Police Commissioner Trevor A. Velinor advises the public that the Christmas season is fast approaching and there are those among us who seek to prey on those in the community they consider vulnerable.
The Virgin Islands Police Department receives numerous calls from people who have been victimized through phone scams. Some of these scams involve threats for monies owed to a law enforcement agency, including IRS and the Social Security Administration.
Other scams involve someone calling the victim advising that a family member is in jail or has been hurt in an accident and needs money immediately. The most common one is someone with a foreign accent saying they are from Microsoft, and they need to get into your computer to repair a problem.
Steps to Avoid Becoming a Victim:
If someone mentions there is a warrant out for your arrest, verify by contacting your local law enforcement agency or the specific alleged law enforcement agency to confirm. Do not call the number given by the person on the phone or the number that shows in the Caller ID.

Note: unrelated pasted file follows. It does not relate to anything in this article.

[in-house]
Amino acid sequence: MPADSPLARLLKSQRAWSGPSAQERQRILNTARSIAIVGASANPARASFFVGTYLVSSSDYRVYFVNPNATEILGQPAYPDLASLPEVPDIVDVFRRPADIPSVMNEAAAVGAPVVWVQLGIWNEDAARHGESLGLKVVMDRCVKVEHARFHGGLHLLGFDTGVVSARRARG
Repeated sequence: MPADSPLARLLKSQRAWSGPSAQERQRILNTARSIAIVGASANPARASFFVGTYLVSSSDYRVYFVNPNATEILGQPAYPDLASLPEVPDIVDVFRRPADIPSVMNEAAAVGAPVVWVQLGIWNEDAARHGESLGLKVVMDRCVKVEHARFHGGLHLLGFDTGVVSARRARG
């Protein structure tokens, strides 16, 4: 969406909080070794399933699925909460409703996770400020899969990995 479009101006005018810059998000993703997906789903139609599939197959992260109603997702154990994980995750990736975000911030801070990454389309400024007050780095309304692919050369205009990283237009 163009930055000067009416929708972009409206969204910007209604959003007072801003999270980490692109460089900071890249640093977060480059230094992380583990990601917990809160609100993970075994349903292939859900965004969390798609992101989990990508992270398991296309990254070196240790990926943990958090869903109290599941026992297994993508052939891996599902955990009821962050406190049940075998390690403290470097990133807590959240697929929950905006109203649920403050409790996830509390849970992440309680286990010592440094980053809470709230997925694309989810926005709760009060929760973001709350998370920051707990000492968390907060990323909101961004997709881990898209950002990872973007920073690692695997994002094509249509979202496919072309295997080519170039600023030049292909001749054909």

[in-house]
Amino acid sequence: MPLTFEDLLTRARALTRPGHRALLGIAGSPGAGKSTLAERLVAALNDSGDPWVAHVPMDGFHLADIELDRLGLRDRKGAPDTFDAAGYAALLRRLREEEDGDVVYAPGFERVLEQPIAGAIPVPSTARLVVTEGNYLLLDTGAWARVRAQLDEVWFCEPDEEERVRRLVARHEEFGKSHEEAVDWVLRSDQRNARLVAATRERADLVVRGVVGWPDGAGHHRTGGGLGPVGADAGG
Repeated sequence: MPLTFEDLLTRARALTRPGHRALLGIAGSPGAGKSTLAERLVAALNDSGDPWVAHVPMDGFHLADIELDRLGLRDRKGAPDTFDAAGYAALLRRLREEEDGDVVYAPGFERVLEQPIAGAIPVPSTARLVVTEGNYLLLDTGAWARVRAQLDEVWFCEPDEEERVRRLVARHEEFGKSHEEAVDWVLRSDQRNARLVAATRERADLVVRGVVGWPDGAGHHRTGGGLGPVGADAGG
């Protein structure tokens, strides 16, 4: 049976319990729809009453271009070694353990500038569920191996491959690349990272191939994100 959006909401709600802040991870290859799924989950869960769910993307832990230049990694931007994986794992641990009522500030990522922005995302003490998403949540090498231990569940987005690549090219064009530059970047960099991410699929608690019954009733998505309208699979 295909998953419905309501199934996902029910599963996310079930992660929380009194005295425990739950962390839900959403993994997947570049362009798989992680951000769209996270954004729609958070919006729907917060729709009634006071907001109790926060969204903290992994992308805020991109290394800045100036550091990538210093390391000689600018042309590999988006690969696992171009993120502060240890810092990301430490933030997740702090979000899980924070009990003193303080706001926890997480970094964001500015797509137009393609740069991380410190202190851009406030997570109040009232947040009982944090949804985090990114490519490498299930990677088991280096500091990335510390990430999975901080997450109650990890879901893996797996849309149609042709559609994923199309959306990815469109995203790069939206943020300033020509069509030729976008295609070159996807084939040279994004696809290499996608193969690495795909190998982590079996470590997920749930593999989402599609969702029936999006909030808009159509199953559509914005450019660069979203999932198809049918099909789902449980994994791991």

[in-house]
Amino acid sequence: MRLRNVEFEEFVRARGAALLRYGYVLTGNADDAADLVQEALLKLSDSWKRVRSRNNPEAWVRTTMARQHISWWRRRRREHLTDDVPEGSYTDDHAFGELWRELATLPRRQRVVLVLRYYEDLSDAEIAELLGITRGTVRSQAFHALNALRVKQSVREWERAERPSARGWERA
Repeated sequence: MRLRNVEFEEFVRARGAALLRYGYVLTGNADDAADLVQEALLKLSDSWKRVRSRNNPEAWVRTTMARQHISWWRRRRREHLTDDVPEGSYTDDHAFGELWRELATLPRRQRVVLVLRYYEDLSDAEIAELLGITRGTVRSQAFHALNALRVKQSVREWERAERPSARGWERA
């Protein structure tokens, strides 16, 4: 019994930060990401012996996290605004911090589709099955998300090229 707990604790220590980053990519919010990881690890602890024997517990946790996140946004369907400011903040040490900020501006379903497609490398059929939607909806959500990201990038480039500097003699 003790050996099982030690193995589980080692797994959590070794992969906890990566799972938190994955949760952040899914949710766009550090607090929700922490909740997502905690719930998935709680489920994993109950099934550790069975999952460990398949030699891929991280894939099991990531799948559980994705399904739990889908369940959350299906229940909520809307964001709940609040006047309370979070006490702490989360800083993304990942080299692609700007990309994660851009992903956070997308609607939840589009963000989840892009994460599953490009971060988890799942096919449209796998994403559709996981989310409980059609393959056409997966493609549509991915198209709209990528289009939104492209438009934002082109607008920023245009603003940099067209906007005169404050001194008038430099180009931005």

Do not depend on Caller ID to confirm the caller’s information.
Know that law enforcement agencies do not accept wired money, only cash and bonds.
Never wire money to anyone who is alleging arrest or warrants.
Be wary of responding to any phone come-ons. Never reveal your bank account number or volunteer other personal information to someone who calls you.
Do not respond if you receive an unsolicited email that asks you to confirm personal information such as your bank account or credit card number.
Make sure to investigate unfamiliar companies before investing in them.
Do not send money upfront in order to collect any prize/lotto winnings.
If the call involves a family member in need of money due to an accident or being in jail, call that family member before sending any money.
Be wary of family members or friends who are constantly finding ways to separate you from your money, especially if you are a senior citizen.
The AARP reminds us that if we encounter a holiday scam, file a complaint with the Federal Trade Commission (online or at 877-382-4357) and report it to the Attorney General’s Office or the VIPD Economic Crime Unit. It is a crime to defraud the elderly.